Posts Tagged 9/11

The Best 9/11 Documentary

Never Forget
A Tale of Two Towers:

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What Happened On 9/11

I never thought there would be a need for this video.
From PragerU:

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Senate Votes Against Ending Afghan War

From The Hill:

The proposal, which was also sponsored by Sen. Tom Udall (D-N.M.), would remove troops from Afghanistan within a year and give them a $2,500 bonus. It would also repeal the 2001 authorization for the use of military force once U.S. troops have left the country. 

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Medal Of Honor To Be Given For Actions In 2002

From Military Times:

The U.S. Air Force has released video highlights from an overhead intelligence, surveillance, and reconnaissance aircraft taken on March 4, 2002 that shows the final heroic moments of Tech Sgt. John Chapman, who will receive the Medal of Honor for his bravery later this month.

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Soldier Sues President For Fighting ISIS Without Congressional Authorization

From The New York Times:

The plaintiff, Capt. Nathan Michael Smith, an intelligence officer stationed in Kuwait, voiced strong support for fighting the Islamic State but, citing his “conscience” and his vow to uphold the Constitution, he said he believed that the conflict lacked proper authorization from Congress.

“To honor my oath, I am asking the court to tell the president that he must get proper authority from Congress, under the War Powers Resolution, to wage the war against ISIS in Iraq and Syria,” he wrote.

The legal challenge comes after the death of the third American service member fighting the Islamic State and as Mr. Obama has decided tosignificantly expand the number of Special Operations ground troops he has deployed to Syria aid rebels there.

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Bin Laden’s Arms Dealer Released From Guatanamo

Obama Administration released Bin Laden’s arms dealer on April 4 and sent him to Senegal in West Africa.

From the Department of Defense:

On Aug. 20, 2015, the Periodic Review Board consisting of representatives from the Departments of Defense, Homeland Security, Justice, and State; the Joint Chiefs of Staff, and the Office of the Director of National Intelligence determined continued law of war detention of Umar does not remain necessary to protect against a continuing significant threat to the security of the United States. As a result of that review, which examined a number of factors, including security issues, Umar was recommended for transfer by consensus of the six departments and agencies comprising the Periodic Review Board. The Periodic Review Board process was established by the president’s March 7, 2011 Executive Order 13567.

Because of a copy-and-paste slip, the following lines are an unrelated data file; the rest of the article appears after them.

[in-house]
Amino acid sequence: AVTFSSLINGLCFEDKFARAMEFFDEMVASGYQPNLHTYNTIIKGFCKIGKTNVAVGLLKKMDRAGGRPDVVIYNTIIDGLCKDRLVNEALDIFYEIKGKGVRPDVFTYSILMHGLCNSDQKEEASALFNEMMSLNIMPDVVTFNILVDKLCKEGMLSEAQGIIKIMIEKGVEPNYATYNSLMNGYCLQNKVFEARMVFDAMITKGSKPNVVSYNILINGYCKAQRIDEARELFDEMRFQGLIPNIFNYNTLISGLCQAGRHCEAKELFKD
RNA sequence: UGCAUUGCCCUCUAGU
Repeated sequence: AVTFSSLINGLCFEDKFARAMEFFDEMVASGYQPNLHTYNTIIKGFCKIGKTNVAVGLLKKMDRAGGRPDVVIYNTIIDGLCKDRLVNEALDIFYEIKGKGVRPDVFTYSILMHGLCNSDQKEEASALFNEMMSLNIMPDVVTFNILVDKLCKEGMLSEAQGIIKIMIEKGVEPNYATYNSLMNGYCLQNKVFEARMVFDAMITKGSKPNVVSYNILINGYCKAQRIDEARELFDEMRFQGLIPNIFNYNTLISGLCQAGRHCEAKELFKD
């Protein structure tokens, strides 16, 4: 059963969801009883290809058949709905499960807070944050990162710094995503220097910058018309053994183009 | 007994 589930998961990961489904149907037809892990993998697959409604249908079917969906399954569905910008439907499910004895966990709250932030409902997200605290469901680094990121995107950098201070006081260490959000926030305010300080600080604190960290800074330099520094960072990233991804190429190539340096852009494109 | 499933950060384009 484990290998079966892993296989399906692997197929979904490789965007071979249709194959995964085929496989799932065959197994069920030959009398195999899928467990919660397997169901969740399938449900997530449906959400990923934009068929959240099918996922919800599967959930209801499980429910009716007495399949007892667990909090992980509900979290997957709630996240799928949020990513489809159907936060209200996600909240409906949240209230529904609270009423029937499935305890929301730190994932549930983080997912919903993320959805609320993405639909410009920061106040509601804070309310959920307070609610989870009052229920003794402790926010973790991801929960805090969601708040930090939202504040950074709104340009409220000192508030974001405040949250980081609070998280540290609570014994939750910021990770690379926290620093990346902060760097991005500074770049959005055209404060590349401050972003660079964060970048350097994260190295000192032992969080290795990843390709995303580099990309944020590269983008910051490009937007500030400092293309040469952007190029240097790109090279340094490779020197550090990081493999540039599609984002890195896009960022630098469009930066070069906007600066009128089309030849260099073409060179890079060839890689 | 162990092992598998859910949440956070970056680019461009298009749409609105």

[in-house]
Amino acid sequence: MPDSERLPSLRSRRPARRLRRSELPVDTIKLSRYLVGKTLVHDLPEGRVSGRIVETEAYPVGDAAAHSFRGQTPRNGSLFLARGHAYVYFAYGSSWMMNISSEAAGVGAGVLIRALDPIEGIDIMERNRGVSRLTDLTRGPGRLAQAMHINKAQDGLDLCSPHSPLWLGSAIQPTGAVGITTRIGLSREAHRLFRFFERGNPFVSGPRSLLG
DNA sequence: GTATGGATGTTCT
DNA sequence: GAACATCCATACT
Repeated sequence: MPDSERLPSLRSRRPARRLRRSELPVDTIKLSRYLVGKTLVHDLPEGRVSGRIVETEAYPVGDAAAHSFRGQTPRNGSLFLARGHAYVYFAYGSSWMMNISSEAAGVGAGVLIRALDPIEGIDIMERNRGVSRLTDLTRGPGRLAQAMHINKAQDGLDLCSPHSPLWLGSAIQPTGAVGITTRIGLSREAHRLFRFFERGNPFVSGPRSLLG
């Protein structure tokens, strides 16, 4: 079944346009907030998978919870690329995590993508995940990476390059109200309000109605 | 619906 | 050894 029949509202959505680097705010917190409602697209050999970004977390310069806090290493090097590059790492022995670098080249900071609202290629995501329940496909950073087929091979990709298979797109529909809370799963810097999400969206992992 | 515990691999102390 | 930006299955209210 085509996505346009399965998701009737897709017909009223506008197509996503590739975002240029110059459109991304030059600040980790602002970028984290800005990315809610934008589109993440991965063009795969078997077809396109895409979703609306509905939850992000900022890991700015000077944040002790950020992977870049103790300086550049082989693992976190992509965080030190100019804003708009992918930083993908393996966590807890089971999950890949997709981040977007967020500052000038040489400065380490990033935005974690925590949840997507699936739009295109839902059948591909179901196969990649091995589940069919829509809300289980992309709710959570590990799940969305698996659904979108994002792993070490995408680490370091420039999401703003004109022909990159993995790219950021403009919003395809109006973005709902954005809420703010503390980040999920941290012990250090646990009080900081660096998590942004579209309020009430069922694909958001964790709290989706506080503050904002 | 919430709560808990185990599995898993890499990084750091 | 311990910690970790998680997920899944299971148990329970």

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3-Star General On His Book “Why We Lost”

From NPR:

“I am a United States Army General, and I lost the Global War on Terrorism.”

Those are the frank opening words of a new book by retired Army Lt. Gen. Daniel Bolger, Why We Lost: A General’s Inside Account of the Iraq and Afghanistan Wars. Bolger continues:

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Libyan Airliners Missing

From Washington Free Beacon:

Intelligence reports of the stolen jetliners were distributed within the U.S. government over the past two weeks and included a warning that one or more of the aircraft could be used in an attack later this month on the date marking the anniversary of the Sept. 11, 2001, terrorist attacks against New York and Washington, said U.S. officials familiar with the reports.

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Pre and Post-9/11 Crises

From RAND:

The main difference between the immediate post-Cold War decade and the post-9/11 era as regards the variety of international challenges is that during that earlier period these challenges were faced and dealt with seriatim, rather than allowed to accumulate. Each of the above cited hurdles was taken, for the most part successfully, before the next was encountered. As a consequence, the George H.W. Bush and Clinton administrations usually had the luxury of managing only one serious crisis at a time.

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9/11 Gitmo Trial Stalls

From Military Times:

The prosecution hoped to start jury selection early next year, but that now seems impossible as a judge conducts an inquiry into the scope and possible legal implications of the apparent investigation of the defense team and legal fights loom over classified evidence from the CIA and other issues.